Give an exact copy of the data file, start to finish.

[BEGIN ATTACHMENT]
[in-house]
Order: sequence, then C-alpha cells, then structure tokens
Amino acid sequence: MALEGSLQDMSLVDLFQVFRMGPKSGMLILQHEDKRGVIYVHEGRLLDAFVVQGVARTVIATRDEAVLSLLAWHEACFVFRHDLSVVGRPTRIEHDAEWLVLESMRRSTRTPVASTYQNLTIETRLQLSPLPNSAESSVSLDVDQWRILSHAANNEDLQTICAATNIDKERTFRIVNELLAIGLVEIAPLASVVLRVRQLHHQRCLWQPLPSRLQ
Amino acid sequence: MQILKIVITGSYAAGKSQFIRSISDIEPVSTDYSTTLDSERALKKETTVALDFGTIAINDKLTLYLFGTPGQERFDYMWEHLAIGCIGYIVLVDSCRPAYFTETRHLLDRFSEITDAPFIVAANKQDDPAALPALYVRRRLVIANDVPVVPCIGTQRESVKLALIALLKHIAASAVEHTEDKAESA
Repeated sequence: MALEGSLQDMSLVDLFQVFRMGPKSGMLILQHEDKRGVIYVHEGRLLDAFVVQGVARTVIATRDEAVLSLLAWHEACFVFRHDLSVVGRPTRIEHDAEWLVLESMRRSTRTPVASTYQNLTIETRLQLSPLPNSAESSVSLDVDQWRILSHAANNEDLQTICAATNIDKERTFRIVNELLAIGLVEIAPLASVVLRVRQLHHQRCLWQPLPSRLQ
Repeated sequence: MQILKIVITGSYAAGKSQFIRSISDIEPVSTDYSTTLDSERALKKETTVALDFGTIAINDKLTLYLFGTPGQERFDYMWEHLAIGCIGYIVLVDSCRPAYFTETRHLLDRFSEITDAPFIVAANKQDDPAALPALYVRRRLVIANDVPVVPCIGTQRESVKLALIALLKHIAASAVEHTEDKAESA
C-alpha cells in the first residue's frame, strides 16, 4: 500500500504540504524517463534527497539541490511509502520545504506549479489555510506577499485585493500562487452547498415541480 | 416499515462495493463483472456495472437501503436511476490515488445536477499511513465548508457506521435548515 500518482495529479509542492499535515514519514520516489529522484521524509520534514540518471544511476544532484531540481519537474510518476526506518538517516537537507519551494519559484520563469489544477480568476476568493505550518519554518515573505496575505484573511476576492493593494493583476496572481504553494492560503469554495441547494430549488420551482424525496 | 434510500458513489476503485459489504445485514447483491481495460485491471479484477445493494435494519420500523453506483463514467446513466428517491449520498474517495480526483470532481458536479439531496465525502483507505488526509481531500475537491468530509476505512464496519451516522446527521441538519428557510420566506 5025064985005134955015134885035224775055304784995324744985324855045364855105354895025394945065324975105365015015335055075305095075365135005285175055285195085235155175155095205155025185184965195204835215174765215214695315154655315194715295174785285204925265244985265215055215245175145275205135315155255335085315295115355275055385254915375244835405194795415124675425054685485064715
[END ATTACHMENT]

[in-house]
Order: sequence, then C-alpha cells, then structure tokens
Amino acid sequence: MALEGSLQDMSLVDLFQVFRMGPKSGMLILQHEDKRGVIYVHEGRLLDAFVVQGVARTVIATRDEAVLSLLAWHEACFVFRHDLSVVGRPTRIEHDAEWLVLESMRRSTRTPVASTYQNLTIETRLQLSPLPNSAESSVSLDVDQWRILSHAANNEDLQTICAATNIDKERTFRIVNELLAIGLVEIAPLASVVLRVRQLHHQRCLWQPLPSRLQ
Amino acid sequence: MQILKIVITGSYAAGKSQFIRSISDIEPVSTDYSTTLDSERALKKETTVALDFGTIAINDKLTLYLFGTPGQERFDYMWEHLAIGCIGYIVLVDSCRPAYFTETRHLLDRFSEITDAPFIVAANKQDDPAALPALYVRRRLVIANDVPVVPCIGTQRESVKLALIALLKHIAASAVEHTEDKAESA
Repeated sequence: MALEGSLQDMSLVDLFQVFRMGPKSGMLILQHEDKRGVIYVHEGRLLDAFVVQGVARTVIATRDEAVLSLLAWHEACFVFRHDLSVVGRPTRIEHDAEWLVLESMRRSTRTPVASTYQNLTIETRLQLSPLPNSAESSVSLDVDQWRILSHAANNEDLQTICAATNIDKERTFRIVNELLAIGLVEIAPLASVVLRVRQLHHQRCLWQPLPSRLQ
Repeated sequence: MQILKIVITGSYAAGKSQFIRSISDIEPVSTDYSTTLDSERALKKETTVALDFGTIAINDKLTLYLFGTPGQERFDYMWEHLAIGCIGYIVLVDSCRPAYFTETRHLLDRFSEITDAPFIVAANKQDDPAALPALYVRRRLVIANDVPVVPCIGTQRESVKLALIALLKHIAASAVEHTEDKAESA
C-alpha cells in the first residue's frame, strides 16, 4: 500500500504540504524517463534527497539541490511509502520545504506549479489555510506577499485585493500562487452547498415541480 | 416499515462495493463483472456495472437501503436511476490515488445536477499511513465548508457506521435548515 500518482495529479509542492499535515514519514520516489529522484521524509520534514540518471544511476544532484531540481519537474510518476526506518538517516537537507519551494519559484520563469489544477480568476476568493505550518519554518515573505496575505484573511476576492493593494493583476496572481504553494492560503469554495441547494430549488420551482424525496 | 434510500458513489476503485459489504445485514447483491481495460485491471479484477445493494435494519420500523453506483463514467446513466428517491449520498474517495480526483470532481458536479439531496465525502483507505488526509481531500475537491468530509476505512464496519451516522446527521441538519428557510420566506 5025064985005134955015134885035224775055304784995324744985324855045364855105354895025394945065324975105365015015335055075305095075365135005285175055285195085235155175155095205155025185184965195204835215174765215214695315154655315194715295174785285204925265244985265215055215245175145275205135315155255335085315295115355275055385254915375244835405194795415124675425054685485064715